BBC Complaints: The link you need!

Friday, 24 July 2009


Imagine you were a biased BBC reporter, working for an organisation bound to the idea of impartiality, & that you were compiling a report on, shall we say, Barrack Obama's healthcare reforms, how should you best proceed?

I think this is a pretty good strategy:

Begin by telling a hard-luck story, preferably involving a type of 'ordinary' individual likely to engage the listener's emotions, eg. a young mother. Ensure that she is articulate enough to make the points you want her to make in favour of the position of which you approve.

Next feature an articulate campaigner who speaks in favour of the position of which you approve.

Having established the case you wish (covertly) to make, then cover yourself against the charge of bias by introducing a third voice, this time speaking against the position of which you approve (eg. a businesswoman). Ensure that there is at least one detail about her or in what she says that can be used to support your prefered position & pick up on that detail to pivot back to the 'true' narrative.

Return to the hard-luck story and the young mother, and hammer home the point that what Obama wants (and of which you approve) will save her. Say that what's at stake is her and her family's future & try (as subtly as possible) to have a little dig at Obama's Republican opponents whilst your at it.

That strategy was followed to the letter by Kevin Connolly on last night's 'The World Tonight'.


"At stake is the issue of how America sees itself", began Connolly. "Is a free market always the best way of rationing resources, or has the time come for the government, which already provides health care for the old and the poor, to do more?"

Casting it in those terms makes it sounds like a choice between silly right-wing dogmatism and sensible, incremental pragmatism. It's a loaded characterisation of the debate.

"To Kathy Hunter," Connolly continues, "one of the 47 million Americans who have no private health insurance, that's what her teenage children would call a 'no-brainer'." (Connolly would clearly love to be able to call it a 'no-brainer' too!)

Kathy's story is being told by Connolly to persuade us (and the Beeb's US listeners) that it's time for the American government to provide a state scheme to cover the uninsured.

Connolly continues, "This is the issue which will define the Obama presidency. It's stories like Kathy's which he tells to persuade Americans that it's time for the government to provide a state scheme to cover the uninsured. Jim Duffett from the Illinois Campaign for Better Healthcare has known Mr Obama since he was a young state senator. He says they broadly agree on the diagnosis of what's going wrong."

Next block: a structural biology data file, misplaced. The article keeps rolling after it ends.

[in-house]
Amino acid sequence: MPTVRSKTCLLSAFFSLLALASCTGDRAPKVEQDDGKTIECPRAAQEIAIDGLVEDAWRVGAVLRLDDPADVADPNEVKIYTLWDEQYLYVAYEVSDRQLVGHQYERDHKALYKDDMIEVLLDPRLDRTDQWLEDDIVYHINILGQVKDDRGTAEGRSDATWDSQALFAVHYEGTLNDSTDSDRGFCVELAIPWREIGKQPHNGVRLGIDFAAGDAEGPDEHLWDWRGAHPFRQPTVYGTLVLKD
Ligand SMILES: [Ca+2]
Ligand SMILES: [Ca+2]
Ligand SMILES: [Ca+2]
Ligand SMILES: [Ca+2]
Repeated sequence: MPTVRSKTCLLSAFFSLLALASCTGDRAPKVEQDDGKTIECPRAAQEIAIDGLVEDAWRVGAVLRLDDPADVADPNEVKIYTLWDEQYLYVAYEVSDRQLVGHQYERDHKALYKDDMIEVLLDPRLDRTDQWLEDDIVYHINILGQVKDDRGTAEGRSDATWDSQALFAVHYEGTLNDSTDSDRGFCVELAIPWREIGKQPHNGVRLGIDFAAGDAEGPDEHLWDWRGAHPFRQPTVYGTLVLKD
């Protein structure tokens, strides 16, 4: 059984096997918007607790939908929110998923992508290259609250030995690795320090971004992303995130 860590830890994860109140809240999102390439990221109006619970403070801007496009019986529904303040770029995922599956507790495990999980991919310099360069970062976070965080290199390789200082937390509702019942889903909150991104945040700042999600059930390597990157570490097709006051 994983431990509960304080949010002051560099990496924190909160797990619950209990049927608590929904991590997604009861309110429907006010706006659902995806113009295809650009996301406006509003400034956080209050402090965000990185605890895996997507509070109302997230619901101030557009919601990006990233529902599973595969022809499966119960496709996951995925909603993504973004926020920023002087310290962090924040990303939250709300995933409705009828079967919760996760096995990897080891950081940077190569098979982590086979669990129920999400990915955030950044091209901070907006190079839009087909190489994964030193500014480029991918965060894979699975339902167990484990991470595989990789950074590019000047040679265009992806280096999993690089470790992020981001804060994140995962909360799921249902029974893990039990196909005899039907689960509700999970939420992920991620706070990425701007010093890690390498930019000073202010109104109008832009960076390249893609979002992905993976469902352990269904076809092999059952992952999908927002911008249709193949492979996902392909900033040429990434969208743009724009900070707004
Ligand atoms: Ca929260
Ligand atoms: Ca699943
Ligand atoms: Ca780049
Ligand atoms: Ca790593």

The case has now essentially been made. This, however, is the impartial BBC, so opposing voices must be heard - safely, as the unhealthy filling between two substantial slices of wholemeal bread.

"Democrats often argue that opposition to change comes from insurance & drug companies what do well out of the existing system. But it's not quite that simple." This, of course, is a classic manoeuvre - to subtly support your friends's (here the Democrats') position by criticising it for being only partly (or only mostly) right!

"Most of the time for most Americans the system does work, and here's how: Employers, like Sandy Weston-Dennahan, offer health insurance as part of their employment package."

"Sandy wouldn't have it any other way. She can't be pigeon-holed as a conservative, but she shares the instinctive horror that most American conservatives feel at the idea of the government taking over the health system".

Is it only American conservatives who feel that way? Do others oppose Obama's plan? Note also the suggestion of the unthinking, irrational nature of the opposition (to Obama's sensible, rational proposals) contained in the words "instinctive" and "horror".

"To her that's 'socialised medicine' and it means a rationing of resources & bureaucratic interference between doctor and patient".

Kathy, not being in the position of most Americans, is not eligable for Sandy's sort of package - and that's Connolly's pivot.

"None of that, of course, is much help to Kathy Hunter, who's self-employed. She hopes Barrack Obama will stick to his promise to find a way of providing health coverage for people like her."

Now it's time for Connolly to crescendo emotionally: "Until he does she has to live with the possibility that she's one hospital visit away from bankruptcy and homelessness".

'No, not Kathy!!', we cry.

And then it's time for Connolly to hammer out his climax: "What is at stake here, of course, is the future of people like Kathy Hunter and her family."

(Think of the children, won't somebody please think of the children!!!)

"But there's something else too," Connolly adds, getting ready to hint that the Republican opponents of Obama's plan are opposing not on principle but as a partisan political game: "Republicans sense if they defeat him on healthcare, then the momentum will be gone from his presidency."

Of course (as Connolly would say!) it's not quite that simple. A good number of Democrats in Congress also voted against Obama's healthcare plan - but let's not dwell on that, eh Kevin?


Bias? What bias?

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